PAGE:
Our first reading today is sort of the anthem text for the study we’re doing for Lent. That is the book Reckless Love by Tom Berlin. The reading comes from Luke 10:25-29.
Just then a lawyer stood up to test Jesus. “Teacher,” he said, “what must I do to inherit eternal life?”
He said to him, “What is written in the law? What do you read there?”
He answered, “You shall love the Lord your God with all your heart, and with all your soul, and with all your strength, and with all your mind; and your neighbor as yourself.”
Jesus said to him, “You have given the right answer; do this, and you will live.”
But wanting to justify himself, he asked Jesus, “And who is my neighbor?”
Our next readings are from Matthew chapter 23, where Jesus rails against his foes in the religious establishment. First verse 13, then verses 23 to 24.
“Woe to you, scribes and Pharisees, hypocrites! For you lock people out of the kingdom of heaven. For you do not go in yourselves, and when others are going in, you stop them.”
“Woe to you, scribes and Pharisees, hypocrites! For you tithe mint, dill, and cummin, and have neglected the weightier matters of the law: justice and mercy and faith. It is these you ought to have practiced without neglecting the others. “You blind guides! You strain out a gnat but swallow a camel!”
This week’s chapter in Tom Berlin’s book is titled “Value the vulnerable.”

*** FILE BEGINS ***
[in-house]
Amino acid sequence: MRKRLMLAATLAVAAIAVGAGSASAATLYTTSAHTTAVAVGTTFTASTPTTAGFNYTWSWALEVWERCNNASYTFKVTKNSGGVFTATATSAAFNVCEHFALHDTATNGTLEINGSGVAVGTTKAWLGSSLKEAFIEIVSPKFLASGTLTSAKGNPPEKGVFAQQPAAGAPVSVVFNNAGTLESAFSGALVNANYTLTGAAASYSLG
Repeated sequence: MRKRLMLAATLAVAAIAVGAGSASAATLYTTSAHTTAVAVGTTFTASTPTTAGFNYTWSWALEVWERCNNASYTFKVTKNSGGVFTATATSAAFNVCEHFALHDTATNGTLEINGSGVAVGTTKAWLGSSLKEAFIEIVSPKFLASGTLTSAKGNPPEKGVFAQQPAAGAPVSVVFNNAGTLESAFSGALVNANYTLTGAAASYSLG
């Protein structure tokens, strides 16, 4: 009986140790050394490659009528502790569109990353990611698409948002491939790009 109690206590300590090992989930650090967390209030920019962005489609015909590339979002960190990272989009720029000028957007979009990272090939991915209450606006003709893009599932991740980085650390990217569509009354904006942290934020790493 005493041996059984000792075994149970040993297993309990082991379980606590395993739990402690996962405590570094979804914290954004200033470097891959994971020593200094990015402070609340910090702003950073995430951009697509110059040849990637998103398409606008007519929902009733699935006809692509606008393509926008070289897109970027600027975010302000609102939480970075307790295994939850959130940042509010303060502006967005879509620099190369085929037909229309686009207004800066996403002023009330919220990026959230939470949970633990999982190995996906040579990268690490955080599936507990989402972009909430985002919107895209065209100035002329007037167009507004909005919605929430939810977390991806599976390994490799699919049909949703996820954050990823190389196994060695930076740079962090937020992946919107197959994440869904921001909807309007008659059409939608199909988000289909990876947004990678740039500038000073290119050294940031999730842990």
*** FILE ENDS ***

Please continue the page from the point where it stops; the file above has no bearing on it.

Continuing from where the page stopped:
I find that notion especially relevant in these perilous times of a raging pandemic, when those people in our society who are always the most vulnerable are now critically vulnerable, and yet some politicians appear eager to write them off as expendable, so we can “get back to business” as quickly as possible.
Who is my neighbor whom I have to love? That’s the question the lawyer asks Jesus in the story from Luke. Jesus responds by telling the story of the Good Samaritan. There are many possible takeaways from that story. Surely one of them is that your neighbor is anyone you encounter who is in need.
Tom Berlin notes that one of the easiest ways to make this commandment manageable is to identify large groups of people to whom it does not apply.
The fewer people we have to love, the easier it is to do. The lawyer is hoping that Jesus will post some limits here. Perhaps he’ll say, “No, you don’t have to love those people; you only have to love these.”
And of course those people will be the ones you most want to hate and exclude, and these are the ones you most admire and want to include.
Jesus could have made it a lot easier if he’d given us some clever rules for how to work this out: who we could hate without feeling guilty, who we could refuse to associate with because they’re the wrong kind of people, and so on.